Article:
|Spencer Myer, Kristin Gornstein, Justine Aronson, Richard Valitutto, Samantha Malk, and Michael Brofman|
Last night at the beautiful Brooklyn Historical Society, the Brooklyn Art Song Society presented their fifth and final entry in a season devoted to Vienna in the first half of the 20th c. It was a time of decadence, intrigue, and radicalism....and marvelous music. Cabaret was the subject of last night's sold out performance and we enjoyed witnessing three singers we love pushing their boundaries.
Cabaret is a broad term but, in our opinion, it should be naughty and counter-culture. To our ears, it sounds best in German because of the sound and taste of the words as well as the facility with rhyming. Toward this end, soprano Justine Aronson's performance of Arnold Schoenberg's Brettl Lieder more than fulfilled our expectations. We have heard his "Galathea" performed onstage but we have never heard it the way Ms. Aronson sang it, with devilish glee.
Although she used the loathed music stand, somehow she managed to incorporate ample gesture to accompany her ironic coloration and the song became completely new. We believe she plumbed the depths of meaning and came up with pearls. "Gigerlette" and "Der genugsame Liebhaber" were replete with doppelbedeutung. Richard Valitutto made a fine collaborative pianist.
Her performance of a set of French cabaret songs was a far different affair--not satirical but soulful. We particularly enjoyed Edith Piaf's "La Vie en Rose", Poulenc's "Les chemins de l'amour", and Erik Satie's "Je te veux" -- but it is Piaf's "Padam padam" that keeps going around in our head. It's a song that we first heard sung by Kim David Smith who performs a totally different type of cabaret. The piano accompaniment of Artistic Director and Founder Michael Brofman sounded just right.
Mezzo-soprano Kristin Gornstein is well known to us from Heartbeat Opera, so we have never seen her without extravagant makeup design. Last night was the first time we heard her in recital format, although that word fails to describe the intense performance she gave of Kurt Weill's music, for which Berthold Brecht wrote the lyrics. Mr. Valitutto's piano was forceful but never overwhelmed the voice.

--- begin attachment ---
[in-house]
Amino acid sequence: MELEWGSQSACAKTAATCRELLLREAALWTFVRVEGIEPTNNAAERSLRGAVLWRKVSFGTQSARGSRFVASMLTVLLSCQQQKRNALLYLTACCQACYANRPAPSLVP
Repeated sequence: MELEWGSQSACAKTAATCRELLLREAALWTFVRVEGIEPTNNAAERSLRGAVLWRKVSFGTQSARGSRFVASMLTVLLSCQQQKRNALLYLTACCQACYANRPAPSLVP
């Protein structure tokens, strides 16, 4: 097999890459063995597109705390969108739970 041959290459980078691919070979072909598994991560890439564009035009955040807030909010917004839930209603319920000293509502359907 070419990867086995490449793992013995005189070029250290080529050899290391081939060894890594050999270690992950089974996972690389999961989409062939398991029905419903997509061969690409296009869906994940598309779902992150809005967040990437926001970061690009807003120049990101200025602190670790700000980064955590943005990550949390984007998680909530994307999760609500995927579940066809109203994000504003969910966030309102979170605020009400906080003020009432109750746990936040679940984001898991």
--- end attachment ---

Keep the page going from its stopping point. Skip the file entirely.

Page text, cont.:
We far prefer "Mack the Knife" in German but Marc Blitzstein's translation is quite good and Ms. Gornstein made every word count. In "The Ballad of Sexual Obsession" there was plenty of ad libbing, about a man with an orange face and stringy yellow hair, that had the audience laughing out loud. This topicality meets a major requirement of cabaret!
Accompanied by Spencer Myer, mezzo-soprano Samantha Malik performed a set of songs by William Bolcom, making each song into a little opera. The songs are mainly about contemporary society. Ms. Malik's interpretations were all right on point--romantic disappointment, a party turned sour, an overnight date that lasted too long. The most familiar of the set was "Amor" which we have often heard and enjoyed as an encore number. But the hymn-like "Waitin'", short, sweet, perfectly written and sung, seemed out of place with the other songs.
Ms. Malik also performed some songs by Benjamin Britten, settings of texts by W.H. Auden. They were fine songs but did not strike us as cabaret. Perhaps we need to broaden our definition but we found them lacking in satire and naughtiness.
Although this was the conclusion of the series on Viennese music, B.A.S.S. is not finished with their season. On March 31st there will be a fine program of Debussy, Hahn, Poulenc and Heggie at National Sawdust.
(c) meche kroop